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Microsoft Ventures New Investment Philosophy

This story originally appeared on Business Insider

In January 2016, Microsoft's venture capital arm got a new boss in the form of Qualcomm veteran Nagraj Kashyap.

Billy H.C. Kwok/Bloomberg | Getty Images

In a new blog post, Kashyap lays out the changes coming to Microsoft Ventures -- namely, that it'll be focusing a lot more on early-stage startups -- and explains the tech titan's overall investment philosophy. 

Here's the short version: Microsoft is looking for startups that can boost its most important products, including Windows, Office 365, the Azure cloud computing platform, and even the futuristic HoloLens holographic goggles.

The important part, from the blog post:

Companies developing product and services that complement Azure infrastructure, building new business SaaS applications, promoting more personal computing by enriching the Windows and HoloLens ecosystems, new disruptive enterprise, consumer productivity and communication products around Office 365 are interesting areas from an investment perspective.

In other words, Microsoft is willing to financially support companies that are building awesome apps for HoloLens, or that are creating tools for the Azure cloud that help developers make and market their software. Those startups are creating products that would then boost sales and usage of Microsoft's platforms.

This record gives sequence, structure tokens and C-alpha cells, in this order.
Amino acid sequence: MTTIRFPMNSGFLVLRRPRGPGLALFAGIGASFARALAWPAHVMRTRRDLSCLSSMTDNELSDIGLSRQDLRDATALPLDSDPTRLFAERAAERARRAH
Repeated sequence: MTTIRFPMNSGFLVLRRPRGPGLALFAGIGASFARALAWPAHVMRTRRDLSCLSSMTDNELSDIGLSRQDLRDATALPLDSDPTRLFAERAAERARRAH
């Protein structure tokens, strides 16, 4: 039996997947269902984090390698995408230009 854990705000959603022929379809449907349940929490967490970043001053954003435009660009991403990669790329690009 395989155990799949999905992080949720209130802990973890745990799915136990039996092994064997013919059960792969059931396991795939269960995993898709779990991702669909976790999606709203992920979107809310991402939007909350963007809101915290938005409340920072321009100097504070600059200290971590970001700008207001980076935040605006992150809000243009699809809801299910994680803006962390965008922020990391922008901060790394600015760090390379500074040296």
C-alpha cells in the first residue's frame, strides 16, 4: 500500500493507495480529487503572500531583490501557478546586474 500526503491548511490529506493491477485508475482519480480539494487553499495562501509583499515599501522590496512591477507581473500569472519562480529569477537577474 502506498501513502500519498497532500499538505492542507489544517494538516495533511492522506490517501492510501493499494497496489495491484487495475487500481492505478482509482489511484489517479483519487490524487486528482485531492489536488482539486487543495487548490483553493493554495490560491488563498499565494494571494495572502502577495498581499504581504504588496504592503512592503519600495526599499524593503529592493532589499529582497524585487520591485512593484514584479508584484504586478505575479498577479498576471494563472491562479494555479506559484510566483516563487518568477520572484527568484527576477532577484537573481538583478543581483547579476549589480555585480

Kashyap writes that he's working with Peggy Johnson, Microsoft's head of business development, on Microsoft's venture efforts. We're already seeing a hint of what this might mean for the future. 

When Microsoft was building the Azure Container Service, a tool that helps Azure customers use the mega-hot software container technology, it turned to billion-dollar startups Docker and Mesosphere to actually power the product. Not coincidentally, Microsoft invested millions in Mesosphere's latest funding round.

If this trend continues, we could see Microsoft slow down its industry-leading acquisition spree, instead choosing to partner with startups wherever it makes sense. It's cheaper than buying a company outright, and would leave the startup free to do what they do best.

"As with the rest of the Business Development team at Microsoft, our view is outward into the market -- we focus on the inorganic growth of Microsoft, looking at where we can provide a step function, versus incremental progress," writes Kashyap.

Matt Weinberger

Written By

Based in San Francisco, Matt Weinberger is a tech reporter for Business Insider. Previously, he reported on application development and new enterprise technologies for IDG'S CITEworld, Computerworld, and Networkworld.